It’s highly likely that you’ll love the show because of how it manipulates Western archetypes to make every character an agonisingly conflicted being. Throughout the series the viewer will wrestle with finding Griffin deplorable, disgusting and yet, finding a strange kinship with the neglected orphans of heinous acts. While we view Roy’s entry into Griffin’s band of lost boys we can imagine that this is a regular recruitment drive tied intrinsically to his beliefs and fashions a portal to his soul. His scriptures and life advice ring true in the context of this world. (Most episodes contain flashbacks where Griffin is providing guidance and advice about life, morality and being a ‘good’ citizen of the world.) While you’re viewing, it’s hard not to draw parallels to the same hypocritical notions of members of an inherently corrupt and morally bankrupt institution like the Catholic Church while still being able to move you with the beauty of scriptures and visions of belief. Daniels’ manner as Griffin is often one of softness; he considers himself a teacher. The drought of real representatives of God paves way for this false prophet.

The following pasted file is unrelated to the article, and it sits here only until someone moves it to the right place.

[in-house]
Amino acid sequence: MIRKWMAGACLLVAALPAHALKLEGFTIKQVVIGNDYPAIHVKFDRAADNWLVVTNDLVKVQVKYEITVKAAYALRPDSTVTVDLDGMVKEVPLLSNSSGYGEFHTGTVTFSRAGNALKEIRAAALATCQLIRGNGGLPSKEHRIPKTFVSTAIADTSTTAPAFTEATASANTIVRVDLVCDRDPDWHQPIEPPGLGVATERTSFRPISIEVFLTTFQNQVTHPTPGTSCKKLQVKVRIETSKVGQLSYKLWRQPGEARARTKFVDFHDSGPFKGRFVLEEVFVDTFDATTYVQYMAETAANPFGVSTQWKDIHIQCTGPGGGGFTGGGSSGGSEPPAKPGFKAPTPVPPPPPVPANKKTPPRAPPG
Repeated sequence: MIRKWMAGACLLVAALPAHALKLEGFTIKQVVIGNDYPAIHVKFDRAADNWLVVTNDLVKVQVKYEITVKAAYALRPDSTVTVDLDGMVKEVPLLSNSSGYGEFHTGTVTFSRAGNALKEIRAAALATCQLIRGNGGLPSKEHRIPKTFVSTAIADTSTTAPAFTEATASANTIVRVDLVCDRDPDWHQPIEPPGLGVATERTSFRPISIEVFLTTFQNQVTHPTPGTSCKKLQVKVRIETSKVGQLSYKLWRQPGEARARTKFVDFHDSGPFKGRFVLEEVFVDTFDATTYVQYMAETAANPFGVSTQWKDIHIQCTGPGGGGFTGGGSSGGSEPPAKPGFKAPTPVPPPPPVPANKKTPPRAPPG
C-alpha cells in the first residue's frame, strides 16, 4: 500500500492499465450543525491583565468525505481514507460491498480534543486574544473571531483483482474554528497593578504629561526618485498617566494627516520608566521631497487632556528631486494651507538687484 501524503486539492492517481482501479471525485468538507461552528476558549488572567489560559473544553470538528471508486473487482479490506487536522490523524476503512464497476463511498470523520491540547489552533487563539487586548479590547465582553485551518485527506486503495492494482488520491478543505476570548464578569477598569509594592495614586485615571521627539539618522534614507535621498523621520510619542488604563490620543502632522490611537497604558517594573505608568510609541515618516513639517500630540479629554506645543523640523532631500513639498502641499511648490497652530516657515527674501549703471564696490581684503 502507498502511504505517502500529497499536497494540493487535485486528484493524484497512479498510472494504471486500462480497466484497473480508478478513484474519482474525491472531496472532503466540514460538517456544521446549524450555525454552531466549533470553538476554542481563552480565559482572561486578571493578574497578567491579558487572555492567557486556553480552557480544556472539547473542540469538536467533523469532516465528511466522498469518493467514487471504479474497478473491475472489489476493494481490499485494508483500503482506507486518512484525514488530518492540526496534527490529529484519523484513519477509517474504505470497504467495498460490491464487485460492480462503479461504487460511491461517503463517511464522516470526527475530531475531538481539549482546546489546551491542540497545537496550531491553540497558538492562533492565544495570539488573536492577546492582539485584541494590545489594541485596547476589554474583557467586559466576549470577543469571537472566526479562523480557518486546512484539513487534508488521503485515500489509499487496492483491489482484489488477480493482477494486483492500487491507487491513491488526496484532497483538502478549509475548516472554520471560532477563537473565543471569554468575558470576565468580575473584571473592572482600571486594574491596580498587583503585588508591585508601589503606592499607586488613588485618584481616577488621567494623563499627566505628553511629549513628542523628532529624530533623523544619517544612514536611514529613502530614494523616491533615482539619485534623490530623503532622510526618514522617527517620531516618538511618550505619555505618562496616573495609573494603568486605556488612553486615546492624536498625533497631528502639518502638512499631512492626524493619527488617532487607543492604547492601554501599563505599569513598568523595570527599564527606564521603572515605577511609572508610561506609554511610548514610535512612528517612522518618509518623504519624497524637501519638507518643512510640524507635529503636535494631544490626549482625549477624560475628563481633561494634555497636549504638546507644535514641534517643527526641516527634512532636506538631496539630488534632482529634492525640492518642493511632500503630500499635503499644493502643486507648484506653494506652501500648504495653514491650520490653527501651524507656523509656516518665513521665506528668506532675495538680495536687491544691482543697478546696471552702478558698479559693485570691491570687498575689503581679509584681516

Driving Griffin’s ferocity and malice is the slight of his formidable ward, turned hardened killer Roy Goode (O’Connell). Roy rides away from the fracas with his former crew, gut shot toward a likely death when he comes upon the ranch of one Alice Fletcher (Michelle Dockery). This is Dockery about as far away from Downton Abbey as possible. She’s a stoic lioness, more than willing to shoot first and ask questions later. In the first exchange with Roy, riding up to her ranch on the outskirts of La Belle in the dead of night, he’s bewildered and unable to respond. She does not hesitate and fires a warning shot that grazes his neck and throws him out of his saddle and onto the ground. Alice is the widower of a Native American man, eking out a modest existence with her son Truckee (Samuel Marty) and mother in law played by Dances with Wolves’ Tantoo Cardinal. They begin nurturing Roy back to health and as he regains strength he begins to reveal who he is in the actions that he’s able to undertake. One reflective shot, taking the head off a rattle snake about to take a swipe at a toddler hits the seismograph and people begin to feel that he’s not who he claims to be.